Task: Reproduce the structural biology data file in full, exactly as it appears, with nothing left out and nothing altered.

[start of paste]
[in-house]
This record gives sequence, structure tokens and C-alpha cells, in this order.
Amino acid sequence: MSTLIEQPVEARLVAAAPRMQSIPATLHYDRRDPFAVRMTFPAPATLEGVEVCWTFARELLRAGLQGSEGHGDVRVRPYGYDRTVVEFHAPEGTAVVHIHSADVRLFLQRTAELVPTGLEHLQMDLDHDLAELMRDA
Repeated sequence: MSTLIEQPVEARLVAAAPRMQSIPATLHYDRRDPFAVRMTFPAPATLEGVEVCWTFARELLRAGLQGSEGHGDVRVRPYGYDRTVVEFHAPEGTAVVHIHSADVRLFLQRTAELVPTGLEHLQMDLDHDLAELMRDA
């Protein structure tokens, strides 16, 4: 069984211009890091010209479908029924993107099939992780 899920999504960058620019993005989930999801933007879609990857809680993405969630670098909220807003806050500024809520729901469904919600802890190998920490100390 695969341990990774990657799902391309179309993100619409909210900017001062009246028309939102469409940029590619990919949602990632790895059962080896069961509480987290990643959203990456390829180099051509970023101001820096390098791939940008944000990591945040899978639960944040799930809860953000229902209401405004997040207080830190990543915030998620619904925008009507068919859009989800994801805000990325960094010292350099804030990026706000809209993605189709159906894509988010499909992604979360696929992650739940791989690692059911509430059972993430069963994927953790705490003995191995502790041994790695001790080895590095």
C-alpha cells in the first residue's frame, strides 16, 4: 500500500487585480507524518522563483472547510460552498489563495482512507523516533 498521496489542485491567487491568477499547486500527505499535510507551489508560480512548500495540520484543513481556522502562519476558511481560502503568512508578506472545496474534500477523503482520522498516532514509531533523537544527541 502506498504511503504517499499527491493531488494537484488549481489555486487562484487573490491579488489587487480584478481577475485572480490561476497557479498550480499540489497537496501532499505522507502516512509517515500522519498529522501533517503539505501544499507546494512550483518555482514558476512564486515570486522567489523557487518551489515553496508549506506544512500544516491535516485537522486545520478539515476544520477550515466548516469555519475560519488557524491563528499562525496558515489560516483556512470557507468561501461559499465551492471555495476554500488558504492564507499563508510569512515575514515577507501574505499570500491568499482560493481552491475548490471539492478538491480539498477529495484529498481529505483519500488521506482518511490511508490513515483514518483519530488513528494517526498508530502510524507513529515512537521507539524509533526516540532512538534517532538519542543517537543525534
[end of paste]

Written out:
[in-house]
This record gives sequence, structure tokens and C-alpha cells, in this order.
Amino acid sequence: MSTLIEQPVEARLVAAAPRMQSIPATLHYDRRDPFAVRMTFPAPATLEGVEVCWTFARELLRAGLQGSEGHGDVRVRPYGYDRTVVEFHAPEGTAVVHIHSADVRLFLQRTAELVPTGLEHLQMDLDHDLAELMRDA
Repeated sequence: MSTLIEQPVEARLVAAAPRMQSIPATLHYDRRDPFAVRMTFPAPATLEGVEVCWTFARELLRAGLQGSEGHGDVRVRPYGYDRTVVEFHAPEGTAVVHIHSADVRLFLQRTAELVPTGLEHLQMDLDHDLAELMRDA
């Protein structure tokens, strides 16, 4: 069984211009890091010209479908029924993107099939992780 899920999504960058620019993005989930999801933007879609990857809680993405969630670098909220807003806050500024809520729901469904919600802890190998920490100390 695969341990990774990657799902391309179309993100619409909210900017001062009246028309939102469409940029590619990919949602990632790895059962080896069961509480987290990643959203990456390829180099051509970023101001820096390098791939940008944000990591945040899978639960944040799930809860953000229902209401405004997040207080830190990543915030998620619904925008009507068919859009989800994801805000990325960094010292350099804030990026706000809209993605189709159906894509988010499909992604979360696929992650739940791989690692059911509430059972993430069963994927953790705490003995191995502790041994790695001790080895590095």
C-alpha cells in the first residue's frame, strides 16, 4: 500500500487585480507524518522563483472547510460552498489563495482512507523516533 498521496489542485491567487491568477499547486500527505499535510507551489508560480512548500495540520484543513481556522502562519476558511481560502503568512508578506472545496474534500477523503482520522498516532514509531533523537544527541 502506498504511503504517499499527491493531488494537484488549481489555486487562484487573490491579488489587487480584478481577475485572480490561476497557479498550480499540489497537496501532499505522507502516512509517515500522519498529522501533517503539505501544499507546494512550483518555482514558476512564486515570486522567489523557487518551489515553496508549506506544512500544516491535516485537522486545520478539515476544520477550515466548516469555519475560519488557524491563528499562525496558515489560516483556512470557507468561501461559499465551492471555495476554500488558504492564507499563508510569512515575514515577507501574505499570500491568499482560493481552491475548490471539492478538491480539498477529495484529498481529505483519500488521506482518511490511508490513515483514518483519530488513528494517526498508530502510524507513529515512537521507539524509533526516540532512538534517532538519542543517537543525534